Wednesday, December 28, 2011

First, do no harm: preventing elective inductions before 39 weeks

A recent article published in the Journal of the American Board of Family Medicine reported that fewer than 1 in 5 board-certified family physicians provide routine prenatal care, and just over 13 percent perform deliveries. Therefore, more family physicians are referring patients for maternity care and have less influence over troubling national trends, such as declining rates of vaginal births after previous Cesarean delivery (VBAC) and increasing rates of "late" premature delivery (between 34 and 38 6/7ths weeks gestation) due for the most part to elective inductions.

In an editorial in the December 15th issue of AFP, Drs. Michael Cacciatore and D. Ashley Hill argue that the preponderance of evidence demonstrates that infants delivered before 39 weeks gestation without a medical indication have worse outcomes than those delivered closer to term:

The baseline neonatal intensive care unit (NICU) admission rate at 39 weeks was 2.6 percent, but this rate nearly doubled for each week before 38 weeks. Another group analyzed 13,258 elective cesarean deliveries, of which 35.8 percent were performed before 39 weeks, and found that infants born before 39 weeks had a significantly increased risk of adverse outcomes. Notably, this was also true for the neonates born at 38 weeks. A retrospective review of almost 180,000 births showed that the risk of severe respiratory distress syndrome was 22.5-fold higher for neonates born at 37 weeks and 7.5-fold higher for infants born at 38 weeks compared with those born at or after 39 weeks. The risk of an early term neonate being admitted to the NICU is approximately one in 20 deliveries, compared with about one in 50 for neonates born between 39 and 40 weeks.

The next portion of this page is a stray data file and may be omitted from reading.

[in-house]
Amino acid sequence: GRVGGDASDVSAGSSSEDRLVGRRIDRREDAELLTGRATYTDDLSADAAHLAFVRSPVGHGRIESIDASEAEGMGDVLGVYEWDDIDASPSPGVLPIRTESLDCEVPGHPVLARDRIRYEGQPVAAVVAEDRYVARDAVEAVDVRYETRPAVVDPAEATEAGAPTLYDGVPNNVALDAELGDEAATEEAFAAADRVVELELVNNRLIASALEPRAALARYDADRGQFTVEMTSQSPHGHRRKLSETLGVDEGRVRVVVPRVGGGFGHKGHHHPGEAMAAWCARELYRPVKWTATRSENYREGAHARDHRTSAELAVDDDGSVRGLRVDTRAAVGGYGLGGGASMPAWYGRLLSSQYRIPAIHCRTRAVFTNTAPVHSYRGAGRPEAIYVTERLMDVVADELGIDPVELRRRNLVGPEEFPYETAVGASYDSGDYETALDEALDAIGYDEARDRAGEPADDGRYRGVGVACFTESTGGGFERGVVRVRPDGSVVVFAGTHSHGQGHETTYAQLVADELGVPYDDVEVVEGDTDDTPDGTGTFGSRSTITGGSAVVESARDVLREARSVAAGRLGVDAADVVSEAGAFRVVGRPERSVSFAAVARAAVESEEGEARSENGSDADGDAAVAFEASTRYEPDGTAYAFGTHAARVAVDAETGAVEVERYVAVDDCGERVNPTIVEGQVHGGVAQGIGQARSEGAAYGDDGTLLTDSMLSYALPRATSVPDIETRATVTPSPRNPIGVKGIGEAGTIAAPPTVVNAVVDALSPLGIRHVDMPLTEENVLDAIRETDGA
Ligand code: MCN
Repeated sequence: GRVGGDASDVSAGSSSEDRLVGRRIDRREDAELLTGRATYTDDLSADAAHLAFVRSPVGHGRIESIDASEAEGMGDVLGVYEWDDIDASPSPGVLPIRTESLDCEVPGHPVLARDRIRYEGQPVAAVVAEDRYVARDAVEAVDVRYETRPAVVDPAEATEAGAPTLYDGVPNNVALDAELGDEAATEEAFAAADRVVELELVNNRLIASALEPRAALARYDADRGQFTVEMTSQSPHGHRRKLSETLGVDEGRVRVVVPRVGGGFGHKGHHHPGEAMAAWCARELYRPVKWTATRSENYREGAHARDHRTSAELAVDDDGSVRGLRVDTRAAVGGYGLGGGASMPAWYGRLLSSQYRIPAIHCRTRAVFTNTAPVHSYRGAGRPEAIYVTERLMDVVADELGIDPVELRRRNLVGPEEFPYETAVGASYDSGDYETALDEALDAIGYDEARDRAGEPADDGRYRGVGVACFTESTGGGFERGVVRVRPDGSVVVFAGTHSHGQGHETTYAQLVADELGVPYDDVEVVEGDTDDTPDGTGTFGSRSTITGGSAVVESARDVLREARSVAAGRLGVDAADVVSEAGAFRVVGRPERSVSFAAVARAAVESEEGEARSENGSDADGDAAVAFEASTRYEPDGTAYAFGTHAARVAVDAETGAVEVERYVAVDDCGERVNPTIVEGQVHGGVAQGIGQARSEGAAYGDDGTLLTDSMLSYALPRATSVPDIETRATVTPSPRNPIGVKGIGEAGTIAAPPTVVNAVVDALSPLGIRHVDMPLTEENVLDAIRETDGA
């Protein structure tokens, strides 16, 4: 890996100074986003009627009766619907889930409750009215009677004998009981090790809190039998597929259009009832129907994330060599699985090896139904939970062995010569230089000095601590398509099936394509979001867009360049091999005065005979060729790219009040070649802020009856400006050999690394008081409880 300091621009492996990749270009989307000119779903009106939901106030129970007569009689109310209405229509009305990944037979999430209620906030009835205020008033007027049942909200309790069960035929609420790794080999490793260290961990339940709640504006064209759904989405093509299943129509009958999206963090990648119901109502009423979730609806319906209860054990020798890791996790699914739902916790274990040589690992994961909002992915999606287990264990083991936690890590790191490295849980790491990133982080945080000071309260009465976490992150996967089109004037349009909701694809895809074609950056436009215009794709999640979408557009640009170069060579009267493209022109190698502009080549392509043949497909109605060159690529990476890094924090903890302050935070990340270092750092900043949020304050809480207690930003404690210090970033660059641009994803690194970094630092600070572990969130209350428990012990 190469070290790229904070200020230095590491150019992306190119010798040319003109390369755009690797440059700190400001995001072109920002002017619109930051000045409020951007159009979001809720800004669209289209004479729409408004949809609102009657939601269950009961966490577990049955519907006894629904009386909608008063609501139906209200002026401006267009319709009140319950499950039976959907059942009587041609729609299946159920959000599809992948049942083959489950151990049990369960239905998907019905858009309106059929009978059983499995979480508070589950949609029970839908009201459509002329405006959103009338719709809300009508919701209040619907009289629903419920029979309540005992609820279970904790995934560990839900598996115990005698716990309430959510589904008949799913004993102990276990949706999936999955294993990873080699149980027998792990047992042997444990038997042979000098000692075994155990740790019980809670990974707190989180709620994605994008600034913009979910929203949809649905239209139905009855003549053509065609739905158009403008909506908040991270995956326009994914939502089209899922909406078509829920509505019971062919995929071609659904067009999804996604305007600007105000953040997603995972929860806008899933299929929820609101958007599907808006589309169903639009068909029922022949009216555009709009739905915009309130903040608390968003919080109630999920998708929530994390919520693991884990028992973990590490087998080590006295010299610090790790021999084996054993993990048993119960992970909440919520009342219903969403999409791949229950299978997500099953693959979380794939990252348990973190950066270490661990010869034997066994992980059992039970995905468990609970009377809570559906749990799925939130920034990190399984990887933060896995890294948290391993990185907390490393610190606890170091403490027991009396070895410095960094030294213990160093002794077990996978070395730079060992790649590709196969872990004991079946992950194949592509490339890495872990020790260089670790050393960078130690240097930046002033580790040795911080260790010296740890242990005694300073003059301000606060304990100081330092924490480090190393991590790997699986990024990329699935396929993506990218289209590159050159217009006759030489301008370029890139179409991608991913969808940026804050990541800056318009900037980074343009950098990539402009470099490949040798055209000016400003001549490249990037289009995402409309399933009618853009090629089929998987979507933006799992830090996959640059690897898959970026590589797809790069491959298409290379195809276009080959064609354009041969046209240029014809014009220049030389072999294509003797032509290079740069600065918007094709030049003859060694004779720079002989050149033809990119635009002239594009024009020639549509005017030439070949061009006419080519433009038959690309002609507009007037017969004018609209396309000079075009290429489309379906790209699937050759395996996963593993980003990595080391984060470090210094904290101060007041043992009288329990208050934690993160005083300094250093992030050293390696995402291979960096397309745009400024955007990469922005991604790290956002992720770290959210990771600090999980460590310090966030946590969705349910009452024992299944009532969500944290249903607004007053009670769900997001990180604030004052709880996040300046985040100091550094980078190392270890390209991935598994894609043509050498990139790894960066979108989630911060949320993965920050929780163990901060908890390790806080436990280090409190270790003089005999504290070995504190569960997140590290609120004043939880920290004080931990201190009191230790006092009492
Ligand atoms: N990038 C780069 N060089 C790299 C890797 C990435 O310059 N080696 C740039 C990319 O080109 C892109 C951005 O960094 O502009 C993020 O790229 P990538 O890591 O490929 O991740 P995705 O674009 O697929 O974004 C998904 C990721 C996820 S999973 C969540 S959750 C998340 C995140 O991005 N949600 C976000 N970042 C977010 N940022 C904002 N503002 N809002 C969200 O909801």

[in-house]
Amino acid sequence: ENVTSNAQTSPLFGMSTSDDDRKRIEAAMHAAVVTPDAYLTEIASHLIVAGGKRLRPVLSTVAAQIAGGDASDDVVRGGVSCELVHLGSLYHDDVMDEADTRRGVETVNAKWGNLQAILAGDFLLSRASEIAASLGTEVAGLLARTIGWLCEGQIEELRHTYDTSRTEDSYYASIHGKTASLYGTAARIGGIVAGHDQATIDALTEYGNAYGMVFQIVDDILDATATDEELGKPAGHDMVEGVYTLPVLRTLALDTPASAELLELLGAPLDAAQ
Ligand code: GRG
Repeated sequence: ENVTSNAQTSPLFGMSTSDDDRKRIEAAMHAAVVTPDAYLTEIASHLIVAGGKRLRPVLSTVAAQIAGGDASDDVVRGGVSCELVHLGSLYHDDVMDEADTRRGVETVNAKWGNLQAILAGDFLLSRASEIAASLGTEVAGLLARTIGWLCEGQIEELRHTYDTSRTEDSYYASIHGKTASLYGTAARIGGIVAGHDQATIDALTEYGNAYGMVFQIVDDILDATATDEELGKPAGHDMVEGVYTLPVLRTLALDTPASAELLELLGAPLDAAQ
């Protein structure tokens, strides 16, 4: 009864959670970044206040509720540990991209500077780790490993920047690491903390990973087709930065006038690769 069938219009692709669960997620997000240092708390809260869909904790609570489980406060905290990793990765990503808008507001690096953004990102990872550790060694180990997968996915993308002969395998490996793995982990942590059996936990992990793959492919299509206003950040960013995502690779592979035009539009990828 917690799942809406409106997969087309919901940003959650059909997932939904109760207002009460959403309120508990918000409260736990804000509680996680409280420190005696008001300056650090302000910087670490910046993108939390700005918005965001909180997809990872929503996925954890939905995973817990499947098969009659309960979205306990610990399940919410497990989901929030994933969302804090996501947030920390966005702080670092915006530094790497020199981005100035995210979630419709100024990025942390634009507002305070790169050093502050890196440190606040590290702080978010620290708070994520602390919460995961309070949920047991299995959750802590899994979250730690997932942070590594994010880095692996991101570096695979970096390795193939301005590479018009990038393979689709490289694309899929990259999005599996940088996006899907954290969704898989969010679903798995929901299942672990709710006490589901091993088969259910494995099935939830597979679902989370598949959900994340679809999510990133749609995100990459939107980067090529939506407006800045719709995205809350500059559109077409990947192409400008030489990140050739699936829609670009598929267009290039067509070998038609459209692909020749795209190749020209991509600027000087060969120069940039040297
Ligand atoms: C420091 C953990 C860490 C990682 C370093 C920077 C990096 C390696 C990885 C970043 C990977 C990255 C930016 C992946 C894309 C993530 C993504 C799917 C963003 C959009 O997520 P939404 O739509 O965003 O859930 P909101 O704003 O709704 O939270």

If elective inductions before 39 weeks gestation are apparently harmful, why are so many patients consenting to them? The authors point to a variety of reasons, including lack of knowledge, maternal discomfort, convenience, and patient and physician preference. To improve pregnancy outcomes, they recommend the universal adoption of several health system interventions shown to prevent early elective inductions. In addition, family physicians and other primary care clinicians who do not provide maternity care themselves can educate their patients and colleagues about the unnecessary harms that may result from this practice.

Tuesday, December 20, 2011

Screening mammography decisions are close calls

A physician reader of AFP submitted the following post.


I read with interest the December 1st Cochrane for Clinicians article by Dr. Joanne Wilkinson, "Effect of Mammography on Breast Cancer Mortality." On the first page of the article in big print is the "Evidence-Based Answer," which gives a SORT "A" recommendation in favor of mammography because of an approximate 15% reduction in mortality from breast cancer attributed to mammography screening. In small print inside are the conclusions from the Cochrane abstract, which note a 30% rate of overdiagnosis and overtreatment. The Cochrane authors write:

This means that for every 2,000 women invited for screening over 10 years, one will have her life prolonged, and 10 healthy women who would not have been diagnosed if there had not been screening will be treated unnecessarily. Furthermore, more than 200 women will experience important psychological distress for many months because of false-positive findings. It is not clear whether screening does more good than harm.

Having read this - I wonder how many women would continue to opt for regular mammography screening if told that only 1 out of every 2,000 will benefit, whereas 10 out of 2,000 will be overtreated (some presumably with mastectomy), and 200 out of 2,000 (10%) will be temporarily overdiagnosed (and subject to important psychological distress for many months) because of a false-positive mammography reading. Given these statistics, observers outside of the medical community might wonder why "primary care physicians should continue to recommend mammography every two years in women 50 to 74 years of age," as the last paragraph of Dr. Wilkinson's commentary states.